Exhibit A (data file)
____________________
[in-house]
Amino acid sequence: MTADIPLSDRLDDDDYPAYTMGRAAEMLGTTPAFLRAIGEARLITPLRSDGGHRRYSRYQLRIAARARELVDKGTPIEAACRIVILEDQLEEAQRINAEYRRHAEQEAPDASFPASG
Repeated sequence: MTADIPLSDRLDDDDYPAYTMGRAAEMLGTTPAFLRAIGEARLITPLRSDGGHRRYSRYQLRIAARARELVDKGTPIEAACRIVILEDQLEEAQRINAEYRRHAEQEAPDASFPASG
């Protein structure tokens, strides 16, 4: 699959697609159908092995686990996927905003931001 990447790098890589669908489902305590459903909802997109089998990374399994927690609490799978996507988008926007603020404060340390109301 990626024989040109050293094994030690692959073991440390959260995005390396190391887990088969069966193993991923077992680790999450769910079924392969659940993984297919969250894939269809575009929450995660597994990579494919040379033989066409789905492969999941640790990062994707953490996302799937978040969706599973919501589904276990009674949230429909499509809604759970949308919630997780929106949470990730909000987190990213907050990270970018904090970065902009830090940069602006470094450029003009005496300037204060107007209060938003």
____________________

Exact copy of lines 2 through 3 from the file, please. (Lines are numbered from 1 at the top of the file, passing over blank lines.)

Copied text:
Amino acid sequence: MTADIPLSDRLDDDDYPAYTMGRAAEMLGTTPAFLRAIGEARLITPLRSDGGHRRYSRYQLRIAARARELVDKGTPIEAACRIVILEDQLEEAQRINAEYRRHAEQEAPDASFPASG
Repeated sequence: MTADIPLSDRLDDDDYPAYTMGRAAEMLGTTPAFLRAIGEARLITPLRSDGGHRRYSRYQLRIAARARELVDKGTPIEAACRIVILEDQLEEAQRINAEYRRHAEQEAPDASFPASG